Quiksilver Pro France Round 3 (H1-7) Results:
Heat 1:
Matt Wilkinson (AUS) 13.90 def. Italo Ferreira (BRA) 13.84
Heat 2: Conner Coffin (USA) 10.43 def. Yago Dora (BRA) 10.27
Heat 3: Jordy Smith (ZAF) 10.50 def. Ian Gouveia (BRA) 10.30
Heat 4: Willian Cardoso (BRA) 11.13 def. Connor O’Leary (AUS) 11.07
Heat 5: Adriano De Souza (BRA) 15.20 def. Adrian Buchan (AUS) 11.14
Heat 6: Ryan Callinan (AUS) 16.80 def. Filipe Toledo (BRA) 16.60
Heat 7: Gabriel Medina (BRA) 11.33 def. Wiggolly Dantas (BRA) 8.37

Quiksilver Pro France Remaining Round 3 (H8-12) Matchups:
Heat 8: Michael Rodrigues (BRA) vs. Ezekiel Lau (HAW)
Heat 9: Mikey Wright (AUS) vs. Joel Parkinson (AUS)
Heat 10: Kolohe Andino (USA) vs. Patrick Gudauskas (USA)
Heat 11: Griffin Colapinto (USA) vs. Sebastian Zietz (HAW)
Heat 12: Julian Wilson (AUS) vs. Joan Duru (FRA)

What is a surfer
The surfer in its many curious forms!

Quiz: What is a “surfer”?

Are you a surfer and why?

Earlier today, a BeachGrit reader made a strong point regarding the surfer bona fides of the WSL’s new head of content, media and so forth, the “waterman” Mr Erik Logan.

“I know Elo,” wrote TheInertia regular KWhilden, “and he paddles out most mornings before dawn to surf, and then drives into work. It doesn’t really matter what he rides. In my book, that qualifies as someone who ‘surfs’.”

And so I wondered, is that all it takes to be a surfer? To enter the ocean on some sort of flotation device and express a devotion to this activity?

If I like punching things, growling at other men and wearing stretchy pants, does that make me an MMA fighter?

I’m hobbled by my own prejudices on the issue.

I don’t believe I can legally claim surfer status, even though its been my only game since I was twelve, because of the so many things I get wrong.

As for being a “waterman”, I think that requires a tremendous affinity with the ocean, not just an enthusiasm for big surfboards and spear guns.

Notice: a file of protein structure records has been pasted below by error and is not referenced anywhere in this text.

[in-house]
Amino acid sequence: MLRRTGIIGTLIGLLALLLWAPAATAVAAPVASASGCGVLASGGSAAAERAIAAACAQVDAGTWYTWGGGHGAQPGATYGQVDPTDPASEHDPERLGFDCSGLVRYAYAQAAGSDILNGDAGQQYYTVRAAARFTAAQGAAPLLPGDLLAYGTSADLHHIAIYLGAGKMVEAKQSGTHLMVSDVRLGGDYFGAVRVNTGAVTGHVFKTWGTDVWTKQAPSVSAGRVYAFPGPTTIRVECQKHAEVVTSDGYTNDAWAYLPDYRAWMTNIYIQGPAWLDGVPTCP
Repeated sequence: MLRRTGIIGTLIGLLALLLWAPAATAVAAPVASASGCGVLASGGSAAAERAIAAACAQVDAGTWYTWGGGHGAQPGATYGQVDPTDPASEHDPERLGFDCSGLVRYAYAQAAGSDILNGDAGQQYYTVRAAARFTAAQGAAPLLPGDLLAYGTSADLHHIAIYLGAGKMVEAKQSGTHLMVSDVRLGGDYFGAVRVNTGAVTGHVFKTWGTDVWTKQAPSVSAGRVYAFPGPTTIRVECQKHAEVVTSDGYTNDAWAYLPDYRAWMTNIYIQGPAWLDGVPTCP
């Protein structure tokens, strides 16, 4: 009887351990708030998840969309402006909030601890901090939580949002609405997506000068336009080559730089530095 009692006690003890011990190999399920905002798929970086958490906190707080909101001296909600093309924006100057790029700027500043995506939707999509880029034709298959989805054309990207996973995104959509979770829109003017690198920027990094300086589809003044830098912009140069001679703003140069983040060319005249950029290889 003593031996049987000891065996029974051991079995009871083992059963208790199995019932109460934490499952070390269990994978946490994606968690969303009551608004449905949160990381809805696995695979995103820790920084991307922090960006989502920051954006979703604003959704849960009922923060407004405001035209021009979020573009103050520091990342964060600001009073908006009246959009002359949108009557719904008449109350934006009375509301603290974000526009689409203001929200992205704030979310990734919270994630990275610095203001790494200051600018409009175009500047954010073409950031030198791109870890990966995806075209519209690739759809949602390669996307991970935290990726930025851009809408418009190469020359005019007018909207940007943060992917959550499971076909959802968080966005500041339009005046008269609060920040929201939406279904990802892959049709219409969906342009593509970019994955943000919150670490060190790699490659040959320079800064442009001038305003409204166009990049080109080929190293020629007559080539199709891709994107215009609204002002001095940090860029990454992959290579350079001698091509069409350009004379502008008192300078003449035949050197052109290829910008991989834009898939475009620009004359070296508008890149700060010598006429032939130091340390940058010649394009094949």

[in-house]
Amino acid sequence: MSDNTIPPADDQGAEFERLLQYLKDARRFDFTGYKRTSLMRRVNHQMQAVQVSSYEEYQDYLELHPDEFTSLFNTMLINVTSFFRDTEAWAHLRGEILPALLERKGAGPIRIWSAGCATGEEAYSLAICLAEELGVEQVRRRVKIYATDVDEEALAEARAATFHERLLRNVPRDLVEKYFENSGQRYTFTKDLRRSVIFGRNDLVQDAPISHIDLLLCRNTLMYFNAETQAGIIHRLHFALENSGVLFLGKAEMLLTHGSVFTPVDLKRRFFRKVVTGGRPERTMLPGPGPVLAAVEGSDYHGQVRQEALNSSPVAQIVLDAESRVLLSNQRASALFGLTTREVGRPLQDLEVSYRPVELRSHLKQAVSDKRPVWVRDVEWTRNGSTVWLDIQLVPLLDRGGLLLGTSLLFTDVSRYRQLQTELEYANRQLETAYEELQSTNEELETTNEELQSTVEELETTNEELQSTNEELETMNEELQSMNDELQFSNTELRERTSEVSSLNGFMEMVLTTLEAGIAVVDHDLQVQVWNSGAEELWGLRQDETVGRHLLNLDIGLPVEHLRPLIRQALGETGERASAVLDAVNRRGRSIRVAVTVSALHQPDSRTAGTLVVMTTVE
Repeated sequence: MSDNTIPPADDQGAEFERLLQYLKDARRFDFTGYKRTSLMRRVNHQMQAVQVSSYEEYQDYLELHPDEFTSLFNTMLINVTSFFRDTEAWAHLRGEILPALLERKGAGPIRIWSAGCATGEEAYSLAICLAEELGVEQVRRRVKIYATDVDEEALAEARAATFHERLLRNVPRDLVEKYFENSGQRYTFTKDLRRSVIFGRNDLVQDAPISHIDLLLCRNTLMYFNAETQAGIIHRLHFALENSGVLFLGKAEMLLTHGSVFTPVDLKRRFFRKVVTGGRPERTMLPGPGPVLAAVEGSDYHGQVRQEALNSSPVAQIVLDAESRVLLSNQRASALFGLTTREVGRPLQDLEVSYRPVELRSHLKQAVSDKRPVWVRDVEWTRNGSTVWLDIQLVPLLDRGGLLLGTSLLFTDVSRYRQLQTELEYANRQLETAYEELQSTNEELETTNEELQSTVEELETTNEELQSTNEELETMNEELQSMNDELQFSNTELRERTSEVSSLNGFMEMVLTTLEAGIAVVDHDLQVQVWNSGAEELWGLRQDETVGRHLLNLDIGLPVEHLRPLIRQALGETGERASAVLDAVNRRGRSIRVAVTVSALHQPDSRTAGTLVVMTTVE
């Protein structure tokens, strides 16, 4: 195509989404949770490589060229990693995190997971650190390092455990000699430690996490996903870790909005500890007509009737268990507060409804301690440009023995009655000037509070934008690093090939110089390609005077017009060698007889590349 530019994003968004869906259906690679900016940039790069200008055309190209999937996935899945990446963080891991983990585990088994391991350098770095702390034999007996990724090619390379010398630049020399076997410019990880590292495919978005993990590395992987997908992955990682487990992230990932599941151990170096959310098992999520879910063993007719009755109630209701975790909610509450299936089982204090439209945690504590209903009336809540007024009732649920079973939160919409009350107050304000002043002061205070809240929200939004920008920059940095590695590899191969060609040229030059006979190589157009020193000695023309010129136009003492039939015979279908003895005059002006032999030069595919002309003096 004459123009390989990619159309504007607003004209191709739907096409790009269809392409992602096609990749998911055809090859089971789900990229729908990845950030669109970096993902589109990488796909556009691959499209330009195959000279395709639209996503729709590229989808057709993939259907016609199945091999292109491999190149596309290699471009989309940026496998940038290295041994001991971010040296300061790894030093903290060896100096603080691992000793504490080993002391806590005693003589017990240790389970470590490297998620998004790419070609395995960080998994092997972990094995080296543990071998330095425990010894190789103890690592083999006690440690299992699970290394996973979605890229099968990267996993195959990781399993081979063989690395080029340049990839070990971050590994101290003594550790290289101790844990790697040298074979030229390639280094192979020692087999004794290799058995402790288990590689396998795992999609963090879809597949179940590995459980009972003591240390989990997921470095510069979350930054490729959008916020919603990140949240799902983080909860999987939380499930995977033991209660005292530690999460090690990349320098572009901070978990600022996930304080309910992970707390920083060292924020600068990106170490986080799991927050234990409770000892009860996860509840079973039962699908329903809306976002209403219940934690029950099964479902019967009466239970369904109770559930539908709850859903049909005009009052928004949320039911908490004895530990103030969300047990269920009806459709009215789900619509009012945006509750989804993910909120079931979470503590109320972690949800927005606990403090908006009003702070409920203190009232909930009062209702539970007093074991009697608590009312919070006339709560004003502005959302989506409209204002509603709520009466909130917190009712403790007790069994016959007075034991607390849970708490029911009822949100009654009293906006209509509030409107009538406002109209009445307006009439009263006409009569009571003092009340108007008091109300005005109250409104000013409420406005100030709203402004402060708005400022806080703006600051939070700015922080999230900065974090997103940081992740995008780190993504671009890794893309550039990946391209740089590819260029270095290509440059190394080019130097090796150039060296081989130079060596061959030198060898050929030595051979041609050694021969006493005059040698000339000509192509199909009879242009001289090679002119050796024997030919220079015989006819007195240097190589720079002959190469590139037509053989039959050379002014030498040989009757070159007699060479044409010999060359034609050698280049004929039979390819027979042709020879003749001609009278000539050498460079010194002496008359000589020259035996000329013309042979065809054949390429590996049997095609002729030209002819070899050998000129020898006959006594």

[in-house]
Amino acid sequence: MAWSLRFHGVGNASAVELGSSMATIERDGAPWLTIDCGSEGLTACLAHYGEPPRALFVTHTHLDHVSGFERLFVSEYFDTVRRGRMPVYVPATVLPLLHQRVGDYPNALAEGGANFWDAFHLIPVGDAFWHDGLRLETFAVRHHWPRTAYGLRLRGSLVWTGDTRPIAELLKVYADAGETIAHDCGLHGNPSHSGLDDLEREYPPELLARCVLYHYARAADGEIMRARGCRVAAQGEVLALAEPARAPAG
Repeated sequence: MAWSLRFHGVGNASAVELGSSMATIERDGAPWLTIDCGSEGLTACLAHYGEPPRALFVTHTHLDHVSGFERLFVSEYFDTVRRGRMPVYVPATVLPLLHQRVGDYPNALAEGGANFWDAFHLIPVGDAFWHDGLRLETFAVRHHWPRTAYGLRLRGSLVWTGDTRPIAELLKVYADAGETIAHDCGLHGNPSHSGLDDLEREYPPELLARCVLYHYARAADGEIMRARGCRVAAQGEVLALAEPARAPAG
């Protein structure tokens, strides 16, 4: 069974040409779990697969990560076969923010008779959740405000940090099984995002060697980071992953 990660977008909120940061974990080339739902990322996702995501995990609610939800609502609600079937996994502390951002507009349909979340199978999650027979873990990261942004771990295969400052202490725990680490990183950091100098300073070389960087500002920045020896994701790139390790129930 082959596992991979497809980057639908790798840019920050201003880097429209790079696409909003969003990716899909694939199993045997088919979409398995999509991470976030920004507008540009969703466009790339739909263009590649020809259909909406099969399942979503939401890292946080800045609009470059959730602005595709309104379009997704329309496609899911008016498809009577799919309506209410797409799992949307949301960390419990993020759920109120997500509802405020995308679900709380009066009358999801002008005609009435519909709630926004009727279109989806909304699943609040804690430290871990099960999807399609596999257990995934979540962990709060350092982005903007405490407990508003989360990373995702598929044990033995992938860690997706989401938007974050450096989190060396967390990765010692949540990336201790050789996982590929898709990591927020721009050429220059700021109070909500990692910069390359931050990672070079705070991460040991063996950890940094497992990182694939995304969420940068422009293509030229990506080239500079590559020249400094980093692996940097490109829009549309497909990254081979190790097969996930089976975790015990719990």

Brad Melekian wrote about it beautifully in The Surfer’s Journal in the piece, What the hell is a Waterman? 

Think of today’s unimpeachables—Brian Keaulana, say, or Mark Healey, or Dave Kalama, or the late Rell Sunn—and you’ll find that you’re thinking of men and women who not only know or knew how to do certain things in the ocean with incredible skill, but men and women who knew why they were doing these things, and dedicated their lives to existing in deep harmony and accordance with that profound sense of purpose.

When we call someone a waterman, maybe what we’re really saying is that that person is entirely and uncommonly devoted—to their core, in a subculture already rife with uncommon devotion—to a coastal life lived in its totality, to the raw, edge-of-nature wilderness experience that the ocean can offer, and to the possibility that such devotion can lead to a better existence not just as a person in the ocean, but as a person in search of a meaningful life.

Now, you tell me: What is a surfer and when did you start calling yourself a surfer, if ever?

Listen: “Chris Binns to replace the ’89 World Champ Martin Potter in the booth!”

An unexpected potential miracle!

It’s World Surf League Day at BeachGrit and, seriously, what would we do without them? I would imagine a similar conversation is taking place in their rose petal-scented Santa Monica headquarters right now. I would imagine poor new President of Content, Media and WSL Studios hire Erik Logan is scratching his head and asking Chief Executive Officer Sophie Goldschmidt, “What the hell is this all about? What on God’s green earth would they do without us?” And I would imagine CEO Sophie Goldschmidt is looking over her shoulder for answers. Looking first for ex-CEO Paul Speaker and then for ex-CCO Beth Greve before shrugging when she can’t find either of them and responding, “I have no idea. We give the bastards crazy high quality free content at enormous sacrifice and this is how they repay us. Maybe they’re retarded?”

Of course Ms. Goldschmidt would never call anyone “retarded” but we are or at least I am. Retarded and proud! I’ve got two WSL scalps under my belt now. Speaker’s and Backward’s and I bet it aggravates them both to no end. I bet they try and spin why and how they left the WSL but we all know it was me. We all know that the incessant drum of the retarded drives even the most linked Linkedin mad. Like Poe’s telltale heart.





But, seriously, what would we do without them?

I’ll tell you what we’d do. Have a week like last’s. With half-baked stories that no one wants to write and no one wants to read.

But Erik Logan… are you reading now? Have I got your attention? I’ve got you as my third scalp and the only way out is to come chat with me face to face. You name the time. You name the place. You name the outfit. You can even bring the coffee table.

David Lee Scales and I spent much time discussing the brand new President of Content, Media and WSL Studios and his fate. All I want is to chat. All I want is for one of those high tower folk to recognize that the grumpy local is part of their audience and have a very fun, maybe even boozy chat.